Please ensure Javascript is enabled for purposes of website accessibility

All That Glitters Is ... Copper?

By Rich Duprey - Sep 29, 2013 at 1:30PM

You’re reading a free article with opinions that may differ from The Motley Fool’s Premium Investing Services. Become a Motley Fool member today to get instant access to our top analyst recommendations, in-depth research, investing resources, and more. Learn More

The red metal might present better investment possibilities than its yellow cousin.

Over the past year, gold has lost a quarter of its value, and though it's bounced off its most recent lows, it remains depressed. A big price surge last month had investors hoping a new bull rally was upon us, and then again a few weeks ago after Federal Reserve Chairman Bernanke's "no taper" speech, it was off to the races. But the rallies were short-lived, and gold is down again around the $1,330-per-ounce level again.

Batu Hijau mill. Source: Newmont Mining; Denver Gold Forum presentation.

Not so copper, which, while down from the year-ago period, has been steadily making progress over the past few months, trading about 5% higher than where it did at the end of July. That could explain why gold and copper miner Newmont Mining (NEM 2.76%) is on the hunt for new opportunities in the latter, even if it isn't abandoning the former.

Appearing at the Denver Gold Forum earlier this week, the miner said it has the infrastructure already in place for its gold operations, but with the premium the yellow metal previously enjoyed having evaporated, it makes more sense to leverage its capabilities elsewhere, and that means copper will be a key component for future growth.

They're not targeting any specific volume percentage for copper, and any projects it does consider will have to be in a politically stable region, but they're definitely hot on the trail for red-metal projects they can invest in.

No wonder. In Indonesia, for example, where Newmont's huge Batu Hijau mine operates in Sumbawa, the government is imposing an export ban on ore starting Jan. 1 in an effort to boost in-country processing. Freeport-McMoRan (FCX -0.16%) runs the world's biggest world's biggest gold and copper mine in Papua and only just recently got Grasberg operational again after a series of tragic mishaps. But because it currently processes only about 40% of its copper in-country, unless it can get a pass from the government it will have to cut back on production. 

Newmont is also making contingency plans in the event the government doesn't change the rules in time, but resource nationalism is running rampant globally, and miners including Barrick Gold (GOLD 2.07%)Kinross Gold, Rio Tinto, and Vale are all suffering from its effects. Newmont's own Conga gold project in Peru is stalled over environmental concerns and local opposition, and it sees little chance of restarting anytime soon.

So Newmont's search for a stable relationship wherever it sets up shop is understandable. It's even willing to partner with someone like Barrick since it will help defray costs. That's another key part of its rationale for going with copper -- it can help reduce overall expenses. It wants to reduce its all-in sustaining costs from approximately $1,150 per ounce today to $1,025 per ounce by 2015. 

But focusing on copper is not without risk. Two years ago, Barrick bought Equinox Metals for $7.3 billion to gain access to its African copper deposits, and earlier this year it was forced to take $4.4 billion in after-tax impairment charges largely on the Lumwana copper mine. While there were some problems with the quality of the assets, it had just as much to do with Zambia's doubling the royalties it was required to pay, which again underscores Newmont's desire to find a politically stable country in which to invest.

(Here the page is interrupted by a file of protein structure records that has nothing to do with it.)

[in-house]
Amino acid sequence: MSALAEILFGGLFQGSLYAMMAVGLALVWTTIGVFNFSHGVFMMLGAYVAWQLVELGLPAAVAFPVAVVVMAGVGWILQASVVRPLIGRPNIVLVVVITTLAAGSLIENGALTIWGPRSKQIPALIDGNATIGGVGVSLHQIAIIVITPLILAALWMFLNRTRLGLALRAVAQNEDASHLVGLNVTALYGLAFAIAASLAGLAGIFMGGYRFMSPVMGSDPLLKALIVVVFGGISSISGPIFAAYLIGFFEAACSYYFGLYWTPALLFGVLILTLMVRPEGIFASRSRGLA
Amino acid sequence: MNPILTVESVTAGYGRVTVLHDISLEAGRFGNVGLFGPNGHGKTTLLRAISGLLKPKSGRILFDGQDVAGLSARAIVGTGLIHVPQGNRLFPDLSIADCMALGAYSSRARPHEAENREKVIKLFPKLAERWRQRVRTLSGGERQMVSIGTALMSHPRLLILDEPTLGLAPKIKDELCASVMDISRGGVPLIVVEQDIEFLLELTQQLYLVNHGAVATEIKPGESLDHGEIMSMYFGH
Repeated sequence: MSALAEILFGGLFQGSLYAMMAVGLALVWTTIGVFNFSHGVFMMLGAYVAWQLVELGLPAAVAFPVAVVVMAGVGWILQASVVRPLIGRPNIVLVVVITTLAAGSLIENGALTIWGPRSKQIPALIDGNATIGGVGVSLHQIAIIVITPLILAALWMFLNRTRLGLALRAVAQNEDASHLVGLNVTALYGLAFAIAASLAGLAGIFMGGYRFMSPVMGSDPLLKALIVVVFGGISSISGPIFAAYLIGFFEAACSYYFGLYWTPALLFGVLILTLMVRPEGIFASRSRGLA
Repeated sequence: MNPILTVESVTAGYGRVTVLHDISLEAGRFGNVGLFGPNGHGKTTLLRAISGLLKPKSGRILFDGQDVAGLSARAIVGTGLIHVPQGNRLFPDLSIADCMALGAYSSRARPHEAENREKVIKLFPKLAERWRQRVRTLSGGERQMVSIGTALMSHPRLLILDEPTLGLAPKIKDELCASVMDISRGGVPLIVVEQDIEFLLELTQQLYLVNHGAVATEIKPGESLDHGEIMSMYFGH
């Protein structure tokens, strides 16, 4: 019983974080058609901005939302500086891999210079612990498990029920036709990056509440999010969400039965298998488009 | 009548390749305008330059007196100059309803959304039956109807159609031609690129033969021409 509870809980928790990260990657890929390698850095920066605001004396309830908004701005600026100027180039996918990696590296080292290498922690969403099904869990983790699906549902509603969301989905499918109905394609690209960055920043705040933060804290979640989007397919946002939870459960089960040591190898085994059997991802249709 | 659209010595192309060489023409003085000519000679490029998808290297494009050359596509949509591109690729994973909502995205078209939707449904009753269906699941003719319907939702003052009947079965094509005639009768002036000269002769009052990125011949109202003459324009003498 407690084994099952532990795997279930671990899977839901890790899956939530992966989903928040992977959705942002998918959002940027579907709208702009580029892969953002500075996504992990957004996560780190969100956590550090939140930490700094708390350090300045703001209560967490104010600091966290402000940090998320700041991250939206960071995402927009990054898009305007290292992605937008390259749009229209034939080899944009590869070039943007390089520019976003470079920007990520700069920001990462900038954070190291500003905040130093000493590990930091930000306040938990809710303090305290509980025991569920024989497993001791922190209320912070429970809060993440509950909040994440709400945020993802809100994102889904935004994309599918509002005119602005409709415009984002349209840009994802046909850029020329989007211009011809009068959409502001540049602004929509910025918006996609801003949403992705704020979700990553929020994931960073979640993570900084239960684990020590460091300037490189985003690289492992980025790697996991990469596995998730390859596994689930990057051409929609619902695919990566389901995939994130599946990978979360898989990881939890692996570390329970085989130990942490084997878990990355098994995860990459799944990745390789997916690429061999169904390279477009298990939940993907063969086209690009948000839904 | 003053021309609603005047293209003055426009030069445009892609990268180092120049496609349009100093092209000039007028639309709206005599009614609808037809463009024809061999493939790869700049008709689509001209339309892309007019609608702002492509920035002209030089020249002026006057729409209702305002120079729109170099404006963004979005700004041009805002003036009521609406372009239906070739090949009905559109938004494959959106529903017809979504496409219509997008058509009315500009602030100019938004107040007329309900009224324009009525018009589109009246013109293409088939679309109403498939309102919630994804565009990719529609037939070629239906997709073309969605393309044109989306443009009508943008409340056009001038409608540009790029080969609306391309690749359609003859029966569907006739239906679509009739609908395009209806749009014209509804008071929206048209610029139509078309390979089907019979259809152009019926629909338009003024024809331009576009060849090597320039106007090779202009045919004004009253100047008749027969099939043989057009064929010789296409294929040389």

Though those places seem few and far between these days, copper remains an attractive metal that I continue to expect to take off. If there is an industrial recovery on the horizon -- and Europe's recent manufacturing strength surprise suggests it's not out of the realm of possibility -- we can expect any ventures Newmont Mining does undertake will not end up leaving it in the red.

Fool contributor Rich Duprey has no position in any stocks mentioned. The Motley Fool owns shares of Vale and Freeport-McMoRan Copper & Gold. Try any of our Foolish newsletter services free for 30 days. We Fools don't all hold the same opinions, but we all believe that considering a diverse range of insights makes us better investors. The Motley Fool has a disclosure policy.

Invest Smarter with The Motley Fool

Join Over 1 Million Premium Members Receiving…

  • New Stock Picks Each Month
  • Detailed Analysis of Companies
  • Model Portfolios
  • Live Streaming During Market Hours
  • And Much More
Get Started Now

Stocks Mentioned

Freeport-McMoRan Inc. Stock Quote
Freeport-McMoRan Inc.
$31.62 (-0.16%) $0.05
Barrick Gold Corporation Stock Quote
Barrick Gold Corporation
$16.74 (2.07%) $0.34
Newmont Mining Corporation Stock Quote
Newmont Mining Corporation
$46.55 (2.76%) $1.25

*Average returns of all recommendations since inception. Cost basis and return based on previous market day close.

Related Articles

Motley Fool Returns

Motley Fool Stock Advisor

Market-beating stocks from our award-winning analyst team.

Stock Advisor Returns
S&P 500 Returns

Calculated by average return of all stock recommendations since inception of the Stock Advisor service in February of 2002. Returns as of 08/15/2022.

Discounted offers are only available to new members. Stock Advisor list price is $199 per year.

Premium Investing Services

Invest better with The Motley Fool. Get stock recommendations, portfolio guidance, and more from The Motley Fool's premium services.